Characterization of the role of Orc6 in the cell cycle of the budding yeast <em>Saccharomyces cerevisiae</em>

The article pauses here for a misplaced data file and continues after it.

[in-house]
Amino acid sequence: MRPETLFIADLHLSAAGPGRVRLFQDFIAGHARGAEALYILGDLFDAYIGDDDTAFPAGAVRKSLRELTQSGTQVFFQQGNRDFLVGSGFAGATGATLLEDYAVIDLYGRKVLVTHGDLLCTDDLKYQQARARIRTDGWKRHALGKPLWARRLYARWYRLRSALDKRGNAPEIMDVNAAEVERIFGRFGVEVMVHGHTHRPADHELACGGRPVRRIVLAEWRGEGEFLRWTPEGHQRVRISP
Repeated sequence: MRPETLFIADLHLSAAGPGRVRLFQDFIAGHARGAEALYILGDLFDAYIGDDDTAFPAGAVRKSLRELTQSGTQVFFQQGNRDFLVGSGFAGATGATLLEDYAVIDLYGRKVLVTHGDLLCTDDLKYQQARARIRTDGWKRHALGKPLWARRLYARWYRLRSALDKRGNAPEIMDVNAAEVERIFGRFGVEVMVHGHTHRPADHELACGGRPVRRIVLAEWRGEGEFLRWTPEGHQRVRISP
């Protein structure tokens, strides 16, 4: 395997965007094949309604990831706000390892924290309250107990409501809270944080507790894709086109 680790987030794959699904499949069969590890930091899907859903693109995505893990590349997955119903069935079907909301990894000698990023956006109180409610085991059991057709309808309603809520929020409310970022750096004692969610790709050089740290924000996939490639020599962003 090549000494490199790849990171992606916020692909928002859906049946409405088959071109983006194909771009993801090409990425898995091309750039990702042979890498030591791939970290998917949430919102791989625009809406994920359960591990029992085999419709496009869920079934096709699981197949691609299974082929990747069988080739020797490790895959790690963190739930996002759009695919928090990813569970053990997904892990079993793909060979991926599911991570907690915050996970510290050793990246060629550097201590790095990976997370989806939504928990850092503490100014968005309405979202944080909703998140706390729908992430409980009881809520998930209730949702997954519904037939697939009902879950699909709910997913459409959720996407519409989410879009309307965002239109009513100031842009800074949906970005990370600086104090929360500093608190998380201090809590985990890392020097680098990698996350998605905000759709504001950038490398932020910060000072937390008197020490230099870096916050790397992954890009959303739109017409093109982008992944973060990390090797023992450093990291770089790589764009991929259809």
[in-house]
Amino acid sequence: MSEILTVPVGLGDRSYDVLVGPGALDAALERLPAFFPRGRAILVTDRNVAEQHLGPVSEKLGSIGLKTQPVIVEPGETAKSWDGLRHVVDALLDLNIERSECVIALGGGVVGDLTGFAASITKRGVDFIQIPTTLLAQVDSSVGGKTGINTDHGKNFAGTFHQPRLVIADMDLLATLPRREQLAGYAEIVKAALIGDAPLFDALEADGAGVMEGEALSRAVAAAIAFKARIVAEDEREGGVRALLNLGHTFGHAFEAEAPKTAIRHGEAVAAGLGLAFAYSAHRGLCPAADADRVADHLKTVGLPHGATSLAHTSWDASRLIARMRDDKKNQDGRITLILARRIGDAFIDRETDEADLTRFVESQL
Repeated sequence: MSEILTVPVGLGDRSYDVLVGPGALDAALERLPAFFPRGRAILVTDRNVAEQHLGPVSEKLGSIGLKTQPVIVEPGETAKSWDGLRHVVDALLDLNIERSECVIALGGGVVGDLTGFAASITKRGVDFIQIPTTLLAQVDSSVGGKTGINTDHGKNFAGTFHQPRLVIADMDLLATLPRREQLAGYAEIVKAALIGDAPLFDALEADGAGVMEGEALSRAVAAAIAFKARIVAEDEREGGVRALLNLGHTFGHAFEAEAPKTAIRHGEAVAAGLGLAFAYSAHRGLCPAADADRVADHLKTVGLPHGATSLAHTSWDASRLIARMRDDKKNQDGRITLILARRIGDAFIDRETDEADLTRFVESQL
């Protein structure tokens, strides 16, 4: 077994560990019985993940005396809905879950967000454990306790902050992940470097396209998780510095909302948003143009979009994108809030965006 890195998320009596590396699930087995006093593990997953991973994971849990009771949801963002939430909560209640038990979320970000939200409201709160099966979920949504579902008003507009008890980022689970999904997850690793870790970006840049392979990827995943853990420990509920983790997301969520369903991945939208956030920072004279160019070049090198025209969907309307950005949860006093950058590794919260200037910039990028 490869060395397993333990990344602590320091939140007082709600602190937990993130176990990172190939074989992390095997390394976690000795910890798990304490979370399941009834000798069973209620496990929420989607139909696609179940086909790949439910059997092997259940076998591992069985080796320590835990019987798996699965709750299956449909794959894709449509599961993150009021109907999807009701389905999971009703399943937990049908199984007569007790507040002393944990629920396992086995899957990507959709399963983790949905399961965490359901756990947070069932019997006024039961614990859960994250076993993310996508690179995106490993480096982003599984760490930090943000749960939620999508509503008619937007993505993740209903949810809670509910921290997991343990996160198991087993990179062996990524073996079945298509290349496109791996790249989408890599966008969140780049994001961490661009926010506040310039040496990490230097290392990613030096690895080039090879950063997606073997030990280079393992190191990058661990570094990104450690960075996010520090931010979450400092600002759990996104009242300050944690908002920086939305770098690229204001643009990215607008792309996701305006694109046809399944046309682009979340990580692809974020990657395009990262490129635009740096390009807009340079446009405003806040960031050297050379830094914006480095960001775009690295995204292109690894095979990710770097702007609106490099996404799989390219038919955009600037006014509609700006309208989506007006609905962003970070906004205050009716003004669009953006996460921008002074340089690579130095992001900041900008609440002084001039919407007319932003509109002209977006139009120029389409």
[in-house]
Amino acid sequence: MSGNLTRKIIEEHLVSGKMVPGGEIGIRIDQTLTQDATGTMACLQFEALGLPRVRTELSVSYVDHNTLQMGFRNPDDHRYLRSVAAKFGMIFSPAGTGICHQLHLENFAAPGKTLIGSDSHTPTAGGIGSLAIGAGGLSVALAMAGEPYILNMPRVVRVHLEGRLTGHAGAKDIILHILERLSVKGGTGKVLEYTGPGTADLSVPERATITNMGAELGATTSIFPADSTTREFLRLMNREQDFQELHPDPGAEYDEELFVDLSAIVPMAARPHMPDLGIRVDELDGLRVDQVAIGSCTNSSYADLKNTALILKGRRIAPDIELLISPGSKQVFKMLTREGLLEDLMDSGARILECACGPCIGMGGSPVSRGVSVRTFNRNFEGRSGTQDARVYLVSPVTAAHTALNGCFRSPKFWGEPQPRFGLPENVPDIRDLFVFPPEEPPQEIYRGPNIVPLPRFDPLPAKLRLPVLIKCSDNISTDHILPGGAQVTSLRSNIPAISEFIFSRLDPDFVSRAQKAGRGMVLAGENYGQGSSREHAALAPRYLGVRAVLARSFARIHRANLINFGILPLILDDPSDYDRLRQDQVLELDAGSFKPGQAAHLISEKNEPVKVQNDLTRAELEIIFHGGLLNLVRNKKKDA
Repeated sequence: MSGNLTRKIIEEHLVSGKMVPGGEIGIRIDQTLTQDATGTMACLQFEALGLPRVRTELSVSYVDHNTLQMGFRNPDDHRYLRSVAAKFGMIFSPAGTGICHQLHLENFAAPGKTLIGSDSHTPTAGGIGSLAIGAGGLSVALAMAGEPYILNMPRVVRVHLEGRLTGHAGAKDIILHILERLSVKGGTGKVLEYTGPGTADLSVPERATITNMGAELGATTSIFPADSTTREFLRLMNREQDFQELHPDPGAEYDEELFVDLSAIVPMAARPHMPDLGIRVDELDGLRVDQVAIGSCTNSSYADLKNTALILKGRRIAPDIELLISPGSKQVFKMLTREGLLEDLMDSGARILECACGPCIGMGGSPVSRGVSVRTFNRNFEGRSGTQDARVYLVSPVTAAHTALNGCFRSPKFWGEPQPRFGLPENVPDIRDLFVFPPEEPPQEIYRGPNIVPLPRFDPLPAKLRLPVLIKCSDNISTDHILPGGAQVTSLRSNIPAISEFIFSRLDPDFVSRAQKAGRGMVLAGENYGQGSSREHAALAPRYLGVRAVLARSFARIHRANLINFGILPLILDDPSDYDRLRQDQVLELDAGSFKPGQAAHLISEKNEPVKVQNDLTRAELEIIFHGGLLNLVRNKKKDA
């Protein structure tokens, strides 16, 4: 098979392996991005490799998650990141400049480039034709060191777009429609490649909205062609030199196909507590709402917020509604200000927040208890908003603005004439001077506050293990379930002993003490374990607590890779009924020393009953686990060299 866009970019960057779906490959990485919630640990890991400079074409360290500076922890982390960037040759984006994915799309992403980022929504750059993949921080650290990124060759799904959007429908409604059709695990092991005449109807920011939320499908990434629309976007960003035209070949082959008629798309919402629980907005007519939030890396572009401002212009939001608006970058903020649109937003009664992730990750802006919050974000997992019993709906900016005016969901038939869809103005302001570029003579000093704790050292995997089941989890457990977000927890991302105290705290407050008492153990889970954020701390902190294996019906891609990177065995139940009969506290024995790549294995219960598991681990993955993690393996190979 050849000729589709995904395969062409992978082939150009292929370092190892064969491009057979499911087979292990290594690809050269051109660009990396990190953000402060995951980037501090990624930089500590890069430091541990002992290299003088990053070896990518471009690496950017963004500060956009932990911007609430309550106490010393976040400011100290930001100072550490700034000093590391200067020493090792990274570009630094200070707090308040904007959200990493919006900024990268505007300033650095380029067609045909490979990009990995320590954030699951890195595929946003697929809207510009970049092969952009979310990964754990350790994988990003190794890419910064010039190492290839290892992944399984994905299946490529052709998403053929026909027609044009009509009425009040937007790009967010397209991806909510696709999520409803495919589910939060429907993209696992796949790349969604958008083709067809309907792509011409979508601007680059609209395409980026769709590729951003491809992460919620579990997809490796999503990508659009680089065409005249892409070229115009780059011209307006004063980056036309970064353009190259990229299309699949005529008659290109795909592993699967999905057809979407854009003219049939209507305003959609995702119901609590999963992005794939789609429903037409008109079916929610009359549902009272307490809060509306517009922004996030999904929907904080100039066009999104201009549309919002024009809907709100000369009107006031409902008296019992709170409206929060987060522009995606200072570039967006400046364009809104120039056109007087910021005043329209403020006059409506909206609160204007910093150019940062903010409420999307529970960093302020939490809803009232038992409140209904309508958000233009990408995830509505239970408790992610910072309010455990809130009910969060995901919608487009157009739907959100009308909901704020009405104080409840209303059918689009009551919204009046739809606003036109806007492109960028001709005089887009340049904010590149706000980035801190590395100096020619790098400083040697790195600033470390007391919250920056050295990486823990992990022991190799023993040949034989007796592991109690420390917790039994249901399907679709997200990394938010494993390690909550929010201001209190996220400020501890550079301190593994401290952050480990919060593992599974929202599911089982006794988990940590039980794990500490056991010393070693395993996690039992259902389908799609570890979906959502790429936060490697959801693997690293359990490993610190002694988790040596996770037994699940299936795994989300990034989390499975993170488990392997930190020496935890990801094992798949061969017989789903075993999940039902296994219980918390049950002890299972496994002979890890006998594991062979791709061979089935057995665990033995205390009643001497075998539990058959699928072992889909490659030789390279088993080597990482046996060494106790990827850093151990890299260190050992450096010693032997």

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The heterohexameric origin recognition complex (ORC) acts as a scaffold for the G1 phase assembly of pre-replicative complexes. Only the Orc1-5 subunits are required for origin binding in budding yeast, yet Orc6 is an essential protein for cell proliferation. In comparison to other eukaryotic Orc6 proteins, budding yeast Orc6 appears to be quite divergent. Two-hybrid analysis revealed that Orc6 only weakly interacts with other ORC subunits. In this assay Orc6 showed a strong ability to self-associate, although the significance of this dimerization or multimerization remains unclear. Imaging of Orc6-eYFP revealed a punctate sub-nuclear localization pattern throughout the cell cycle, representing the first visualization of replication foci in live budding yeast cells. Orc6 was not detected at the site of division between mother and daughter cells, in contrast to observations from metazoans. An essential role for Orc6 in DNA replication was identified by depleting the protein before and during G1 phase. Surprisingly, Orc6 was required for entry into S phase after pre-replicative complex formation, in contrast to what has been observed for other ORC subunits. When Orc6 was depleted in late G1, Mcm2 and Mcm10 were displaced from chromatin, the efficiency of replication origin firing was severely compromised, and cells failed to progress through S phase. Depletion of Orc6 late in the cell cycle indicated that it was not required for mitosis or cytokinesis. However, Orc6 was shown to be associated with proteins involved in regulating these processes, suggesting that it may act as a signal to mark the completion of DNA replication and allow mitosis to commence.